"As to [E.B.], who was the other black woman on the panel, she is an older lady. I told the Court yesterday that I generally tend to strike older women because I think they're very sympathetic to the defense and don't look at the hard facts. I indicated to the judge that she reminded me very much of my mother, a very religious person; and it's been my experience when I run cases by my mom, she always votes for the other side. And it's been my experience in 15 years of trying cases that elderly women are often very sympathetic and often have a hard time making decisions in a case like this.

"I had Ms. [L.] on my list to strike for the very same reason, except defense got to her first. When--[M.C.], the American Indian woman--who was also an older lady and who didn't want to be here; she wanted to be with her grandchildren--she said she trusted people way too much. She made a comment that only one person can judge, and that's God. [E.B.] went, Amen, which is fine; I think that's great. But that's one reason I struck her. Her skin color had absolutely nothing to do with it."

In ruling the State had presented race-neutral reasons for the strikes, the trial court noted that out of 60 people brought in to compose the venire panels, only 8 were members of minority groups. She indicated there were four African-Americans, one Vietnamese, one Hispanic, one Native American, and one of Lebanese origin. Of the four African-Americans, one did not make it onto a panel through random selection, and another was placed on the panel from which alternate jurors were chosen. Thus, out of the 36 people in the venire from which the jurors were selected, only 2 were African-Americans. Both were struck by the State. The State did not strike the African-American woman on the alternate panel. Of all the minority members, only the Lebanese man served on the jury.

The trial court further and specifically stated:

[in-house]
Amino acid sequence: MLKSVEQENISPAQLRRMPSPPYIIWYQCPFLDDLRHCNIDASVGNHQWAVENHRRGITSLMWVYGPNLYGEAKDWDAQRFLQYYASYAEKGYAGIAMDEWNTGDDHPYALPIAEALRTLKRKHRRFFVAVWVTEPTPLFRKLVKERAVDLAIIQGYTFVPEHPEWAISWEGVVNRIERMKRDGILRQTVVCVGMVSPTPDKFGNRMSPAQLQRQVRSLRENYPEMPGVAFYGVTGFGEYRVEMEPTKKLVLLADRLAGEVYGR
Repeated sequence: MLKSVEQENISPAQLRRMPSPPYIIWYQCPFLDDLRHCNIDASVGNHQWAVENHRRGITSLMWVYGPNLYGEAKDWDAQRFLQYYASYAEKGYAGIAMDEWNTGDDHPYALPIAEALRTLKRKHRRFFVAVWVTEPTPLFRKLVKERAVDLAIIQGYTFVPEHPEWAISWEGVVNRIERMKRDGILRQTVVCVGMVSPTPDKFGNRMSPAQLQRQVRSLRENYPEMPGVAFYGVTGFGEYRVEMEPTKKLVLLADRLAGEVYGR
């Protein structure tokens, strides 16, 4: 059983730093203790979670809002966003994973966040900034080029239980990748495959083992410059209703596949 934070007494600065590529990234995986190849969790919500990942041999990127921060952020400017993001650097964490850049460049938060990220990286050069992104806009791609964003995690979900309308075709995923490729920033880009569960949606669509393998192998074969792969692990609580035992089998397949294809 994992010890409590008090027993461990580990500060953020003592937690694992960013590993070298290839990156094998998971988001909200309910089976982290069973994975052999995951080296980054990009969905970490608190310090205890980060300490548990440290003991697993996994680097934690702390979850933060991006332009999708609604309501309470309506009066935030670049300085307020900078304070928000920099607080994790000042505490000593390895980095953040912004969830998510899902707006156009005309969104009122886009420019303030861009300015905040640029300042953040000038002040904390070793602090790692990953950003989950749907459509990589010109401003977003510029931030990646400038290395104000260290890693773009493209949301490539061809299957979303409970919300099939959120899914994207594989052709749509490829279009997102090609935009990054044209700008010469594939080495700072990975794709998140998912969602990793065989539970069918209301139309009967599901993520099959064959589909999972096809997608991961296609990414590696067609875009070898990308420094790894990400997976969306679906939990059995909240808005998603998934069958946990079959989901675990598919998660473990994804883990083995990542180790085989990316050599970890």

"And I want to point out that the reasons for striking [M.C.] and Mr. [N.] were patently obvious and obviously valid, and I find absolutely nothing that was a problem with them. . . .

. . . .

". . . I want to point out that of those two [the African-Americans], . . . when [M.C.] made the comment about God was the judge of people, et cetera, or whatever the exact words she used, and [E.B.] said, Amen, I believed at that time that she was--would be struck. I believed at that time actually that both of them would be struck. It was a clear indication of some very strong feelings one way.

. . . .

"As to [M.B.], regarding the fact that she is a teacher, Ms. Furst has made what I believe to be a clearly adequate record regarding her reason for striking [M.B.]. She is a teacher, and I will point out that when I was in the DA's office, I struck just about every teacher on the panel as well."

In maintaining that the striking of M.C., E.B., and M.B. was racially motivated, Sanders claims the record indicates M.C. could have made a decision in the case. However, a reading of the cited record clearly indicates hesitation on the part of M.C. to judge a person, as well as a reluctance to apply the proper burden of proof, both of which qualify as race-neutral reasons for excluding a juror. The court's determination that the strike of M.C. was patently obvious is not an abuse of discretion.